In this initial report we are disclosing the results of a “Trustworthiness Survey” we administered to 2400 Michigan residents. Respondents represented all demographics in Michigan and from most geographical regions. They were asked to fill out a survey that asked them how familiar they were with representative firms from the top twenty-five, and then to rank the firms, using a Likert Scale, from 1-5 on the following two questions:
- I believe (Top 25 firm X) to be trustworthy 1 2 3 4 5
- I believe (Top 25 firm X) to have integrity 1 2 3 4 5
Along with these three questions (familiarity, trustworthiness, integrity) respondents also answered a series of questions about age, race, income, gender, education, religion and political affiliation.
Results from this survey were then collated and familiarity weighted to produce a snapshot of how Michigan’s largest publicly-held firms are perceived by the Michigan public relative to trustworthiness (see graph).
The companies were placed linearly into five color-coded groups as their scores dictated, least trusted to most trusted. The same process was used for familiarity. Separations of groups were based on statistically significant variations.
While lengthy commentary on the results awaits a more in-depth analysis of the companies (the analysis is currently underway), we do take notice of the public’s tendency to place most of the companies in the “3” range. This suggests to us, at least preliminarily, three possible interpretations: 1) that the public is not aware enough of most of the firms to make an informed judgment and so defaults to a middle ground assessment; 2) the public is aware of the firms but not simply does know whether to trust most of them or not; 3) the public is aware and informed and knows to trust these firms exactly to the point expressed on the scale.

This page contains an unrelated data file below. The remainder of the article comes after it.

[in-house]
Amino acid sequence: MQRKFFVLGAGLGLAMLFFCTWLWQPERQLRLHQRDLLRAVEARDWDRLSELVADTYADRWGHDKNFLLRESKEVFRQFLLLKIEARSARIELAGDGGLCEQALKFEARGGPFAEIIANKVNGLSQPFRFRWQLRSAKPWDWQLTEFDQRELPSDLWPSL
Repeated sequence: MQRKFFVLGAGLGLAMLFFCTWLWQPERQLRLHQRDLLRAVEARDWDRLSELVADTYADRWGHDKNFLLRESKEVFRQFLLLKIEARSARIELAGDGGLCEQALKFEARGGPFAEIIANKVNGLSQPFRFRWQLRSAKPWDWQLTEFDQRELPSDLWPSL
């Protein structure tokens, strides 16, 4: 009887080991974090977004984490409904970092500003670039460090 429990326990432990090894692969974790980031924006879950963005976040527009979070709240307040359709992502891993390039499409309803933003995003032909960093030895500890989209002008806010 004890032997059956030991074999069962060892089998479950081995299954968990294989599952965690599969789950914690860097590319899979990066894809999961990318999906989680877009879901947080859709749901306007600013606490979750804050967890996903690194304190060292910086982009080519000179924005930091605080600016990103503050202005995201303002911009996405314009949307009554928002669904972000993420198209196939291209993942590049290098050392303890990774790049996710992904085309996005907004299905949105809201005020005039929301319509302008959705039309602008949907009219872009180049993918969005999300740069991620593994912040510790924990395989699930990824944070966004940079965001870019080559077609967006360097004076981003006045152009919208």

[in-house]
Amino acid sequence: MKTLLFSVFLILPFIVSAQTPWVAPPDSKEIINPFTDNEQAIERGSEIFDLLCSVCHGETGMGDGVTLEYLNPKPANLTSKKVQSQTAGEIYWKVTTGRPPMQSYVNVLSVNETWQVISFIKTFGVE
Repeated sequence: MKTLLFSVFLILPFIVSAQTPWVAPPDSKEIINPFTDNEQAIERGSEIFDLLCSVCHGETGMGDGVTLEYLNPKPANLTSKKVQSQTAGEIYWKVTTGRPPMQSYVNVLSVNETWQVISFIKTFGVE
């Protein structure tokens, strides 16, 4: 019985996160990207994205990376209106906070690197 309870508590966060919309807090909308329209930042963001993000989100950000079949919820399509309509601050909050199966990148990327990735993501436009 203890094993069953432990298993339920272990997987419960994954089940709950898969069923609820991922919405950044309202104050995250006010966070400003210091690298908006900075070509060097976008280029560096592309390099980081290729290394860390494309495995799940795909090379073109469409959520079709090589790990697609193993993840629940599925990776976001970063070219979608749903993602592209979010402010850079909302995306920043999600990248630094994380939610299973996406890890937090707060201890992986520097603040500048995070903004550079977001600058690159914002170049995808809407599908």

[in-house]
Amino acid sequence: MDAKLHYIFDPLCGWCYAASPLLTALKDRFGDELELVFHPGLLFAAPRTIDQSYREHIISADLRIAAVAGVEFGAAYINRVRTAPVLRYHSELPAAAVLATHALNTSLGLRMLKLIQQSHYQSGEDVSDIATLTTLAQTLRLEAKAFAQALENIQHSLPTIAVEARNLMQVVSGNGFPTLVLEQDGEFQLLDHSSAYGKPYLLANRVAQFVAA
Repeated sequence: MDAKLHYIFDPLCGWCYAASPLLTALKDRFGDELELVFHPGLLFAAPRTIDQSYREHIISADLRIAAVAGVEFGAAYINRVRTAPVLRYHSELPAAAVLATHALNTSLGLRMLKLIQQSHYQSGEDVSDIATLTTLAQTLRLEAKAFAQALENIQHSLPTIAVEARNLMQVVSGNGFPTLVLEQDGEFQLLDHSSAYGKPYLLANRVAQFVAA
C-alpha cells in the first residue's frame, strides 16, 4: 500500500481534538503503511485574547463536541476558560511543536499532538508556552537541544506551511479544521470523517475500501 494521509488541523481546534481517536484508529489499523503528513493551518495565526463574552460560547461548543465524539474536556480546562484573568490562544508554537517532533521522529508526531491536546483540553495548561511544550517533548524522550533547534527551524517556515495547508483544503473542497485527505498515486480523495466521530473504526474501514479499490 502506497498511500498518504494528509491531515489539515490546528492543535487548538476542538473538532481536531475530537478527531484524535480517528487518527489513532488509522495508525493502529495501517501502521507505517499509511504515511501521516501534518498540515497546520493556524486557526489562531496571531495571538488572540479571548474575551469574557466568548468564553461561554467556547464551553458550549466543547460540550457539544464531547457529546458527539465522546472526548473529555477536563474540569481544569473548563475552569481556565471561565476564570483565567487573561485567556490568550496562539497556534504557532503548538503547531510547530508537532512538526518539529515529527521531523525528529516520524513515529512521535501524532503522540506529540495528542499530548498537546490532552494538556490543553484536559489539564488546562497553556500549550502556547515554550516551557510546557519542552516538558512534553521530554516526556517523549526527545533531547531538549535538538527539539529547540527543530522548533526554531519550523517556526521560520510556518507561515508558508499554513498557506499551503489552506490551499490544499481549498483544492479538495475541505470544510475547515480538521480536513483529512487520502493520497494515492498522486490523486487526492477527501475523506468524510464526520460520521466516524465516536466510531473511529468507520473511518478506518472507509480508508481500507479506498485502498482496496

This survey is but the first step in the process of us developing a comprehensive Trustworthiness Index. The Index, as mentioned above, will be a “deep dive” look at each of these companies using publicly available databases and, where available, surveys and interviews the companies themselves allow us to conduct. The results of the Trustworthiness Index will be available fall of 2017. General results of the Index will be reported for the public at large through news media and this site. Detailed specifics and analysis of the "deep dive" in the Index will be made available to the companies in question for a fee. CMS has already contracted with us for this analysis of their company.
"We at Consumers Energy strive to hear what others have to say. That’s an important part of building trust with the people we serve and providing them with the confidence that we care about their concerns. We hope that taking part in the Trustworthiness Index will help us better understand how our customers see us and provide us with insights to help us improve our performance." ~ Christina DuVall, Chief Compliance Officer, CMS
For questions please contact Michael DeWilde, the director of the KBEI, at email@example.com